Someone asked about food after church – while the crockpot is by far the best option, almost every Sunday either for lunch or supper, we buy each person a sandwich from the McD’s dollar menu (no fries!).
    What a wonderful encouragement to hear all your suggestions!

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  • 32. Demian Farnworth  |  February 9, 2009 at 2:53 pm

    Get up earlier. Not what you want to hear, but I tell you this after ten years of marriage and seven years of raising two children. It’s the only thing that will eliminate stress. And planning the night before.

    Reply
  • 33. Megan  |  February 9, 2009 at 3:39 pm

    OK…I’m sorry I didn’t have time to read all the comments – this is one we can all relate to – so I hope I’m not repeating what’s already been said. Anyway, we’ve really been struggling through this one with our two kids, and I’m learning that the problem is all me. I’m trying to do everything before we go, instead of setting aside things that really could wait until we get back, like the dishes in the sink. Do these really NEED to be washed before we go to church? And is it that big of a deal if my 3 year old takes all the cushions off the sofa 5 min. before we walk out the door? What’s going to happen if I don’t put them neatly back before we leave?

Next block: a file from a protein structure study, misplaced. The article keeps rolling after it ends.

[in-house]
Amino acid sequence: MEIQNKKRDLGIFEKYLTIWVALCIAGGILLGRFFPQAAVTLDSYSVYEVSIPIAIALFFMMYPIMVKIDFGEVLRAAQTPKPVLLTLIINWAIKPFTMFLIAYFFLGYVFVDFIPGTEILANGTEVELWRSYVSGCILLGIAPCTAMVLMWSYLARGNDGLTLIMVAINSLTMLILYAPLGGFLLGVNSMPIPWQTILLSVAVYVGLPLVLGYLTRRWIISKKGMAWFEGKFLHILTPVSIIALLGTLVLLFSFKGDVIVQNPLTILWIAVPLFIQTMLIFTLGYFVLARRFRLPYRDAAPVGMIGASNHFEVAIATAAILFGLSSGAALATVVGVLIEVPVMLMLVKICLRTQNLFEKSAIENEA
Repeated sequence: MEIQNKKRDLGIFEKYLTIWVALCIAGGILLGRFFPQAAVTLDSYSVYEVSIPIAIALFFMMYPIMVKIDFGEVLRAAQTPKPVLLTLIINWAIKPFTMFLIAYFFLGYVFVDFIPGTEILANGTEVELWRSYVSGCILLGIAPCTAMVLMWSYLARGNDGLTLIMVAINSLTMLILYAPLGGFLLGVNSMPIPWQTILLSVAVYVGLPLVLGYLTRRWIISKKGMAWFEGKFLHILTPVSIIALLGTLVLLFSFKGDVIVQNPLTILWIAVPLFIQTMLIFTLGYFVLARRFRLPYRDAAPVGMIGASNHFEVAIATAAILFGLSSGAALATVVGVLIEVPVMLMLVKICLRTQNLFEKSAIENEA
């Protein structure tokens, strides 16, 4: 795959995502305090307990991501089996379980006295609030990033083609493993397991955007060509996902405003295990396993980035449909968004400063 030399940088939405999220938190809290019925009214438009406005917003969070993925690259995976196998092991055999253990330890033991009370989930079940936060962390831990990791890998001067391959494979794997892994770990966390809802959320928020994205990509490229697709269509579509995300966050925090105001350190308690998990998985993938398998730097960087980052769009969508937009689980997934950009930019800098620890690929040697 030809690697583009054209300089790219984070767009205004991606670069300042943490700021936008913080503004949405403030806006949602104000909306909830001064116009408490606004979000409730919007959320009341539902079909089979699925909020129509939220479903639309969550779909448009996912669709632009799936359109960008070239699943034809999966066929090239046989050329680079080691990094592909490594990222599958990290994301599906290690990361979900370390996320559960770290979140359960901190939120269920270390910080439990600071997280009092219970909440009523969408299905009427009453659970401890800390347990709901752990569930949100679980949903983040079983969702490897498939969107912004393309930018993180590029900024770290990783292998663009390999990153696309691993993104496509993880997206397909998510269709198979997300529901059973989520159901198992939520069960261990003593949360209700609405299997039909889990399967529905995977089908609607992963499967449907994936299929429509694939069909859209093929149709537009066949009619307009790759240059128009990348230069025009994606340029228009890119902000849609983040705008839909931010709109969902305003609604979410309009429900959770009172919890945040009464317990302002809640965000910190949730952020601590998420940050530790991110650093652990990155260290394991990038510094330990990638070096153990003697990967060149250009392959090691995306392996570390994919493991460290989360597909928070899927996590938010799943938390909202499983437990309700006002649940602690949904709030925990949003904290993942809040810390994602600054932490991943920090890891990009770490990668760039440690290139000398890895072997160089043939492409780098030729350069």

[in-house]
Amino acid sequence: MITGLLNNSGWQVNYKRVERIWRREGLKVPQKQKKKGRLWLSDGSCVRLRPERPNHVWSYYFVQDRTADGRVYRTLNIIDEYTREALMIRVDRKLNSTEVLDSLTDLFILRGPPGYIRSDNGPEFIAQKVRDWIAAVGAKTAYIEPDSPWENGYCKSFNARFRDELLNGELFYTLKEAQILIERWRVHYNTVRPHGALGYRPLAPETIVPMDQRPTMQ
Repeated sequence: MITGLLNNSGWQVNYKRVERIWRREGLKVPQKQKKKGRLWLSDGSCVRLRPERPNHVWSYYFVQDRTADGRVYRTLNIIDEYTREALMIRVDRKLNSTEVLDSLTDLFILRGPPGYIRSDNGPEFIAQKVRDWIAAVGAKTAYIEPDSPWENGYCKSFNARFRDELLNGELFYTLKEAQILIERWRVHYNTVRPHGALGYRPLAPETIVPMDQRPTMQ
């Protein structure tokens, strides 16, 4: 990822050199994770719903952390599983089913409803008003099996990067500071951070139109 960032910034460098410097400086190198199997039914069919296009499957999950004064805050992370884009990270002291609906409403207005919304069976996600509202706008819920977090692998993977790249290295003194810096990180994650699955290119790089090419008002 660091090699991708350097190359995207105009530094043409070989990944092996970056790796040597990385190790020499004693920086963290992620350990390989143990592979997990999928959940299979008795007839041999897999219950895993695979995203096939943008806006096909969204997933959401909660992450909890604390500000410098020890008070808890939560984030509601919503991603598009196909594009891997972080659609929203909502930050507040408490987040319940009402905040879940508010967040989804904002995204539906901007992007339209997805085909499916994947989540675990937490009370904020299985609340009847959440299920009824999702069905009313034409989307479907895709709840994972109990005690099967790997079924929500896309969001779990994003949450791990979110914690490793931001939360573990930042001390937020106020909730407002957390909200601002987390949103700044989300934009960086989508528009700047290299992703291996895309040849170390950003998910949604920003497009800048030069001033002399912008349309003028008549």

Also, I’m slowly learning (so slowly it’s still hard to articulate), that I need to trust God that He is truly sovereign over everything. So that if we’ve not been lazy, and have done the best we can to get to church on time, but things happen to slow us down, well, He reigns over our lateness and over all the things that happen to make us late and He wants us to rejoice in these things too.
    And AMEN to Kim’s comment. I really needed to read that one
    Now, ask me how it went next week….

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  • 34. Charlotte  |  February 9, 2009 at 5:21 pm

    Kim & Megan–love what you both have said about all of this. We don’t struggle with this particular issue right now, but the truth you’ve spoken has encouraged me… Thanks!

    Reply
  • 35. Kim  |  February 9, 2009 at 5:42 pm